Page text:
INT35-C. Evaluate integer expressions in a larger size before comparing or assigning to that size          207

Chapter 6: Floating Point (FLP)       211
FLP00-C. Understand the limitations of floating-point numbers       212
FLP01-C. Take care in rearranging floating-point expressions         214
FLP02-C. Consider avoiding floating-point numbers when precise computation is needed     215
FLP03-C. Detect and handle floating-point errors     218
FLP30-C. Do not use floating-point variables as loop counters     224
FLP31-C. Do not call functions expecting real values with complex values     226
FLP32-C. Prevent or detect domain and range errors in math functions     227
FLP33-C. Convert integers to floating point for floating-point operations     234
FLP34-C. Ensure that floating-point conversions are within range of the new type       236

Chapter 7: Arrays (ARR)         241
ARR00-C. Understand how arrays work        242
ARR01-C. Do not apply the sizeof operator to a pointer when taking the size of an array       245
ARR02-C. Explicitly specify array bounds, even if implicitly defined by an initializer     248
ARR30-C. Guarantee that array indices are within the valid range      250
ARR31-C. Use consistent array notation across all source files      251
ARR32-C. Ensure size arguments for variable length arrays are in a valid range      254
ARR33-C. Guarantee that copies are made into storage of sufficient size      255
ARR34-C. Ensure that array types in expressions are compatible      258
ARR35-C. Do not allow loops to iterate beyond the end of an array      259
ARR36-C. Do not subtract or compare two pointers that do not refer to the same array      261
ARR37-C. Do not add or subtract an integer to a pointer to a non-array object     263
ARR38-C. Do not add or subtract an integer to a pointer if the resulting value does not refer to a valid array element     265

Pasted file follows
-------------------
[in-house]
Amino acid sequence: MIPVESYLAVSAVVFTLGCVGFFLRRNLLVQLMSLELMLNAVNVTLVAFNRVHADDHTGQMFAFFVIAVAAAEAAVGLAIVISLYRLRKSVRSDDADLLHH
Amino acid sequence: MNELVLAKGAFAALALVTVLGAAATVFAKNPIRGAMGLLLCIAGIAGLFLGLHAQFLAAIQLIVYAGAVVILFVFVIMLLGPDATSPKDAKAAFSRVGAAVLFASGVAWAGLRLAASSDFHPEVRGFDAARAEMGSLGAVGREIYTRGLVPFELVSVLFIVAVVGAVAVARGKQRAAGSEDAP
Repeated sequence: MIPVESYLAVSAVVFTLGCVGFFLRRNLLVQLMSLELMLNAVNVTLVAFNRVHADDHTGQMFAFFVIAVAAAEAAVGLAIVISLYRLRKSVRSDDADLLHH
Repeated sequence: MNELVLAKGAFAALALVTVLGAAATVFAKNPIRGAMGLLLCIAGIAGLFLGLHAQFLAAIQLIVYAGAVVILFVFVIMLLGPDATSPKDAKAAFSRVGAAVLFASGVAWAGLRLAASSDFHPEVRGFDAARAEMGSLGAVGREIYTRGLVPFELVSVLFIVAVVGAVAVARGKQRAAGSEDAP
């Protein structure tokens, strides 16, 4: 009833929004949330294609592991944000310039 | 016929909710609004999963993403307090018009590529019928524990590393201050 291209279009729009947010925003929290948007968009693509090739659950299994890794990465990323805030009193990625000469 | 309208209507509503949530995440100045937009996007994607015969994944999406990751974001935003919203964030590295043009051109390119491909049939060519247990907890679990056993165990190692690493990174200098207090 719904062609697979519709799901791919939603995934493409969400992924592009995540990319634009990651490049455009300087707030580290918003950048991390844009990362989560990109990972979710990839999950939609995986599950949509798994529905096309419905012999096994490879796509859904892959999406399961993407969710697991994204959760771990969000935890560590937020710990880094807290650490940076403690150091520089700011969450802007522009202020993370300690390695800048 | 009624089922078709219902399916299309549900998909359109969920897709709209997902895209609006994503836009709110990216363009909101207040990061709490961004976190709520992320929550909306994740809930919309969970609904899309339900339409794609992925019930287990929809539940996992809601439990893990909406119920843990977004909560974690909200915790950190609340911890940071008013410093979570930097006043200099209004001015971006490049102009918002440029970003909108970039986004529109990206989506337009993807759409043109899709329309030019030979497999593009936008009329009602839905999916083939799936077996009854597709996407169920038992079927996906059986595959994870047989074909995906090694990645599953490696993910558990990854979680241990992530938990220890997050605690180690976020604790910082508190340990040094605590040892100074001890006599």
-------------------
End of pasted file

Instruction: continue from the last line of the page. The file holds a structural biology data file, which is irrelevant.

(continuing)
Chapter 8: Characters and Strings (STR)        271
STR00-C. Represent characters using an appropriate type       273
STR01-C. Adopt and implement a consistent plan for managing strings      275
STR02-C. Sanitize data passed to complex subsystems      276
STR03-C. Do not inadvertently truncate a null-terminated byte string      280
STR04-C. Use plain <cod>char</code> for characters in the basic character set      282
STR05-C. Use pointers to const when referring to string literals       284
STR06-C. Do not assume that strtok() leaves the parse string unchanged      286
STR07-C. Use TR 24731 for remediation of existing string manipulation code      288
STR08-C. Use managed strings for development of new string manipulation code      291
STR30-C. Do not attempt to modify string literals      293
STR31-C. Guarantee that storage for strings has sufficient space for character data and the null terminator      294
STR32-C. Null-terminate byte strings as required       299
STR33-C. Size wide character strings correctly      303
STR34-C. Cast characters to unsigned types before converting to larger integer sizes      305
STR35-C. Do not copy data from an unbounded source to a fixed-length array      307
STR36-C. Do not specify the bound of a character array initialized with a string literal     312
STR37-C. Arguments to character-handling functions must be representable as an unsigned char      314

Chapter 9: Memory Management (MEM)      317
MEM00-C. Allocate and free memory in the same module at the same level of abstraction    319
MEM01-C. Store a new value in pointers immediately after free()     322
MEM02-C. Immediately cast the result of a memory allocation function call into a pointer to the allocated type      324
MEM03-C. Clear sensitive information stored in reusable resources returned for reuse    328
MEM04-C. Do not perform zero-length allocations      332